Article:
World leaders at a U.N. summit pledged Thursday to reduce trade barriers and boost agricultural production to combat a food crisis that is spreading hunger and violent unrest across the world.
After three days of wrangling, delegates from about 180 countries approved a declaration resolving to ease the suffering caused by soaring food prices and step up investment in agriculture.
The summit also struck a balance on the contentious issue of biofuels, recognizing that there are both “challenges and opportunities” in using food for fuel.
A few Latin American countries raised objections to parts of the declaration.
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Cuba was disappointed the document didn't criticize the long-standing U.S. embargo against the communist-ruled island. Argentina was unhappy it didn't blame farm subsidies in the U.S., European Union and other Western food-producers for a major role in driving up prices.
The declaration called for swift help for farmers in poor countries who need seed and fertilizers in time for the approaching planting season.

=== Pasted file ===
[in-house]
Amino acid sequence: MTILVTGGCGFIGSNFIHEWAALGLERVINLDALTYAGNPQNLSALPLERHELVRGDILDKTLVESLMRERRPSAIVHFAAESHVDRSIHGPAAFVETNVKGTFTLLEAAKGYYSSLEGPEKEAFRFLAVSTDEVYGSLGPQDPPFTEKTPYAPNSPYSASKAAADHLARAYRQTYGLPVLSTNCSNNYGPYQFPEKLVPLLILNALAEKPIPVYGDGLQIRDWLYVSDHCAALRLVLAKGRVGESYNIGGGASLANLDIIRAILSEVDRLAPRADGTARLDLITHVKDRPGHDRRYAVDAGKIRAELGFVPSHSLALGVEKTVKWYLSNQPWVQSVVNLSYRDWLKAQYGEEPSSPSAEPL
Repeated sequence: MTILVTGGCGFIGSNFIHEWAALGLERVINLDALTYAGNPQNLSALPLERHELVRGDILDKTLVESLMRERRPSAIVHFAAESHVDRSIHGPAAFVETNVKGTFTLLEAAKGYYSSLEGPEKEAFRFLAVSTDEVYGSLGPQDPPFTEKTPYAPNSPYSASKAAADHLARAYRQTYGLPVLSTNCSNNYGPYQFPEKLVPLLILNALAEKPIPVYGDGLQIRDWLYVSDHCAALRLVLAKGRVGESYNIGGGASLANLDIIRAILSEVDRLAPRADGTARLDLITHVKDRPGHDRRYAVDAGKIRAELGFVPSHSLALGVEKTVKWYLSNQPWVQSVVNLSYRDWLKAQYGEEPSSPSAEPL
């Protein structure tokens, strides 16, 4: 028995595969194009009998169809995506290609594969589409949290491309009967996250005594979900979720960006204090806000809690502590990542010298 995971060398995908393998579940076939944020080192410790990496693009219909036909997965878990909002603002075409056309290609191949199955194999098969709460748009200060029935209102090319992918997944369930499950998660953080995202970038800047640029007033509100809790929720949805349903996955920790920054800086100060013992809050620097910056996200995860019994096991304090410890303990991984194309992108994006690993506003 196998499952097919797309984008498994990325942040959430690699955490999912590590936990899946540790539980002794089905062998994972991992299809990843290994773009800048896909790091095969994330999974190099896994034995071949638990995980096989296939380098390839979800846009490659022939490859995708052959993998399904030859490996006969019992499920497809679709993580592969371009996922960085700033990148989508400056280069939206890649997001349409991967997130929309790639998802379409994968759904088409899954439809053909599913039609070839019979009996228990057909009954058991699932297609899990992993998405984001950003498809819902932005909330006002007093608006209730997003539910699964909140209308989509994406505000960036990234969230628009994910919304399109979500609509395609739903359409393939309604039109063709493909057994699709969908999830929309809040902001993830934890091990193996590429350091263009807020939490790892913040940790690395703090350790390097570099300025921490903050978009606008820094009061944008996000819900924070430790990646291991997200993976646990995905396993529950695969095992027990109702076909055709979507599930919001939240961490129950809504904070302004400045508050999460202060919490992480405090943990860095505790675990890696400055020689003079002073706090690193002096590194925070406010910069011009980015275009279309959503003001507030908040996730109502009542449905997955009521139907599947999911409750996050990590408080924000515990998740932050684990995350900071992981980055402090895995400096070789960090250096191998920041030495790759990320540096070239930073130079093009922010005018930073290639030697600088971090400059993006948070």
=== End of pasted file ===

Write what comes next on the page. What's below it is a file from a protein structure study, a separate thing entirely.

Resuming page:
“We took the measure of the problem of hunger in the world correctly,” said Jacques Diouf, head of the Rome-based U.N. Food and Agriculture Organization, which hosted the summit.
“I think we have an essentially political declaration” of intent to ease hunger, Diouf said.
U.N. Secretary-General Ban Ki-moon had told the summit such measures as import taxes and export restrictions must be minimized to alleviate hunger, and the document called for “reducing trade barriers and market-distorting policies.”
U.S. Agriculture Secretary Ed Schafer welcomed the declaration on biofuels, saying the U.S. remains “firmly committed to the sustainable production and use of biofuels, both domestically and globally.”